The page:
The Student News Site of State University of New York at Brockport

The Stylus

The Stylus

The Stylus

Accusations and uncertainty muddle 2020 presidential election


By Joe Tomlinson / Sports Editor

On Tuesday Nov. 3, the 59th U.S. presidential election began between Democratic nominee Joe Biden and the incumbent President Donald Trump.  

Voter turnout for this year’s election has shattered earlier precedents set by the American public and is projected to far exceed previous records. The coronavirus pandemic impacted this election in that millions of people were unable or unwilling to risk voting in person on Nov. 3. Due to this and a myriad of other factors like increased polarization, more people than ever turned to early voting and mail-in ballots.

For more information, go to

By Sunday, Oct. 31, around 93 million people had already cast their votes, according to Michael McDonald, a University of Florida professor who runs the U.S. Elections Project. In the days and weeks leading up to the election, Trump repeatedly expressed concern over mail-in voting, characterizing it as an attempt to steal the election from him. 

Trump had a speech broadcasted from the East Room in the White House on the night of Nov. 3, where he prematurely declared victory before the election had ended. 

“This is a fraud on the American public. This is an embarrassment to our country. We were getting ready to win this election. Frankly, we did win this election,” Trump said.

The days after the election have created a contentious political atmosphere between opposing liberal and conservative forces. That is a phenomenon that continues to escalate as Trump and his administration make louder and louder accusations of foul play. Another factor contributing to the tension is the delay in vote counting, a result of a record amount of mail-in ballots that poll workers in many states could not access until Election Day.  

As it stands, there are several battleground states with thousands of uncounted votes waiting to be tallied. Biden is looking to become just the third Democratic nominee to win Arizona. He currently leads with 50% percent of votes, leaving Trump with 48.6%, while an estimated 93% of votes have been counted. 

Perhaps the biggest development of the election so far has been Biden’s success in Georgia, a traditionally red state that Trump won easily in 2016. As more votes were counted, Trump’s lead continued to dwindle until Friday morning, when Biden took a slim lead. According to Georgia Secretary of State George Raffensperger, the state will conduct a recount due to the close margin.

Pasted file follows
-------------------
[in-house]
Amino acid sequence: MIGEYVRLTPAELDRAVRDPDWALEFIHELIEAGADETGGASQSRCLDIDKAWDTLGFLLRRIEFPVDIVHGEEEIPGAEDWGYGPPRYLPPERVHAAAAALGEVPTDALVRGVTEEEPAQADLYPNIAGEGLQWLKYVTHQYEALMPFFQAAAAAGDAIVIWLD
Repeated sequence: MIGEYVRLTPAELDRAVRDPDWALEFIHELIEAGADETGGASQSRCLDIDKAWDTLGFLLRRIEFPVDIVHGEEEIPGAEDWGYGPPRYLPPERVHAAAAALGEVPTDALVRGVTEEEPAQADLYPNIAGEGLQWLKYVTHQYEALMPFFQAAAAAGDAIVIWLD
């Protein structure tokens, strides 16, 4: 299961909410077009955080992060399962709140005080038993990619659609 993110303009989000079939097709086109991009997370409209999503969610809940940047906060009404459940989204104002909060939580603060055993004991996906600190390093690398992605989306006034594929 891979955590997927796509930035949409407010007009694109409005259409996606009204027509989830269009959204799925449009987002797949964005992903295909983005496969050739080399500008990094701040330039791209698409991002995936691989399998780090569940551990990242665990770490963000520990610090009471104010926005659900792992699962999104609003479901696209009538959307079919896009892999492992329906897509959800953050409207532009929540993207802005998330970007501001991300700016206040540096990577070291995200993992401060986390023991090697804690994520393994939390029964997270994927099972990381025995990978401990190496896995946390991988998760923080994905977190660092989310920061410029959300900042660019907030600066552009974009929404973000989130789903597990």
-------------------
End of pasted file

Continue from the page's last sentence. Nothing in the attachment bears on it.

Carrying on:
“Of approximately 5 million votes cast, we’ll have a margin of a few thousand,” he said Friday morning. “With a margin that small, there will be a recount in Georgia.”

See the source image
The ballot counting process in Fulton County, Georgia was slowed on Election Day by a water main break, causing delayed results. (Photo credit:

Biden also recently overtook Trump in Pennsylvania, a crucial race since the state’s 20 electoral votes could drastically change the outcome of the election. By Friday morning, Biden held a lead of around 5,000 votes, which has since ballooned to 13,000 with over 100,000 mail-in ballots still to be counted.  

Another state up for grabs is Nevada, where Biden held a small lead on Wednesday, Nov. 4. He has since doubled the margin, leading Trump by 20,000 votes with an approximate 92% of votes counted. In 2004, President George W. Bush was the last Republican to win Nevada’s six electoral votes.  

The only battleground state Trump currently holds a lead is North Carolina, where 15 electoral votes are on the line. With 95% of the votes in, Trump has 2,732,120 votes to Biden’s 2,655,383, indicating another close, down to the wire contest. 

Presently, Biden has 264 of the 270 electoral votes required to win outright. President Trump trails by a significant margin at 214 electoral votes and is desperately trying to keep afloat. In recent days, he has tweeted “STOP THE COUNT!” and “we are up BIG, but they are trying to STEAL the Election.” 

Trump lost two court rulings on Thursday, Nov. 5, after filing lawsuits disputing the voting results in Georgia and Michigan. Both cases were dismissed as baseless by state judges. Regardless, Trump has promised to bring a lawsuit against alleged “voting irregularities” in Nevada.  

Three days have passed since election day and there is still no decisive winner. The end of the election may come later rather than sooner, especially if Trump sustains his outrage and anger toward the process.  

Leave a Comment
Donate to The Stylus

Your donation will support the student journalists of State University of New York at Brockport. Your contribution will allow us to purchase equipment and cover our annual website hosting costs.

More to Discover
Donate to The Stylus

Comments (0)

All The Stylus Picks Reader Picks Sort: Newest

Your email address will not be published. Required fields are marked *